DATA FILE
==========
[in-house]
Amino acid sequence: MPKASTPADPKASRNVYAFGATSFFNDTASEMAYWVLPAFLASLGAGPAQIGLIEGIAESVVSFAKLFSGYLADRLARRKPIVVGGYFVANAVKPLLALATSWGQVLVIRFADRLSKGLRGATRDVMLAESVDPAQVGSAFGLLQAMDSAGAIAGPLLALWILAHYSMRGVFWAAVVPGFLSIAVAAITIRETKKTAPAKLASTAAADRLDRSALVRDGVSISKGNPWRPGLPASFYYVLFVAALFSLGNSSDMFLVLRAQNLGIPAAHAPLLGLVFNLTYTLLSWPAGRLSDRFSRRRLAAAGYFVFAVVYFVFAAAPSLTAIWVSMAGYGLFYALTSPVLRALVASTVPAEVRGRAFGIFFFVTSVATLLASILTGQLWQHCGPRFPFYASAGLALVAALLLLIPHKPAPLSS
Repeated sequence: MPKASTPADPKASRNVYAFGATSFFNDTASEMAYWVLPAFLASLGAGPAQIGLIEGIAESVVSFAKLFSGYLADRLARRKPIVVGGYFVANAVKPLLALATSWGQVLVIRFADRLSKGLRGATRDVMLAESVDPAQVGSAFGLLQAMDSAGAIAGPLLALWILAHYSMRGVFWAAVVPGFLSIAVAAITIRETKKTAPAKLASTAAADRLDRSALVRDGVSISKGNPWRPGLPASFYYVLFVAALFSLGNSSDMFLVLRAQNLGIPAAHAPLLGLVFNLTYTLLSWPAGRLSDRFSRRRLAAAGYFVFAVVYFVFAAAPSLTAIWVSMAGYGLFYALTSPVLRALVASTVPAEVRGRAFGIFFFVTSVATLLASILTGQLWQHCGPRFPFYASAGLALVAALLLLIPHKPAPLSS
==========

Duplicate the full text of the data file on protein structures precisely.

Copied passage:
[in-house]
Amino acid sequence: MPKASTPADPKASRNVYAFGATSFFNDTASEMAYWVLPAFLASLGAGPAQIGLIEGIAESVVSFAKLFSGYLADRLARRKPIVVGGYFVANAVKPLLALATSWGQVLVIRFADRLSKGLRGATRDVMLAESVDPAQVGSAFGLLQAMDSAGAIAGPLLALWILAHYSMRGVFWAAVVPGFLSIAVAAITIRETKKTAPAKLASTAAADRLDRSALVRDGVSISKGNPWRPGLPASFYYVLFVAALFSLGNSSDMFLVLRAQNLGIPAAHAPLLGLVFNLTYTLLSWPAGRLSDRFSRRRLAAAGYFVFAVVYFVFAAAPSLTAIWVSMAGYGLFYALTSPVLRALVASTVPAEVRGRAFGIFFFVTSVATLLASILTGQLWQHCGPRFPFYASAGLALVAALLLLIPHKPAPLSS
Repeated sequence: MPKASTPADPKASRNVYAFGATSFFNDTASEMAYWVLPAFLASLGAGPAQIGLIEGIAESVVSFAKLFSGYLADRLARRKPIVVGGYFVANAVKPLLALATSWGQVLVIRFADRLSKGLRGATRDVMLAESVDPAQVGSAFGLLQAMDSAGAIAGPLLALWILAHYSMRGVFWAAVVPGFLSIAVAAITIRETKKTAPAKLASTAAADRLDRSALVRDGVSISKGNPWRPGLPASFYYVLFVAALFSLGNSSDMFLVLRAQNLGIPAAHAPLLGLVFNLTYTLLSWPAGRLSDRFSRRRLAAAGYFVFAVVYFVFAAAPSLTAIWVSMAGYGLFYALTSPVLRALVASTVPAEVRGRAFGIFFFVTSVATLLASILTGQLWQHCGPRFPFYASAGLALVAALLLLIPHKPAPLSS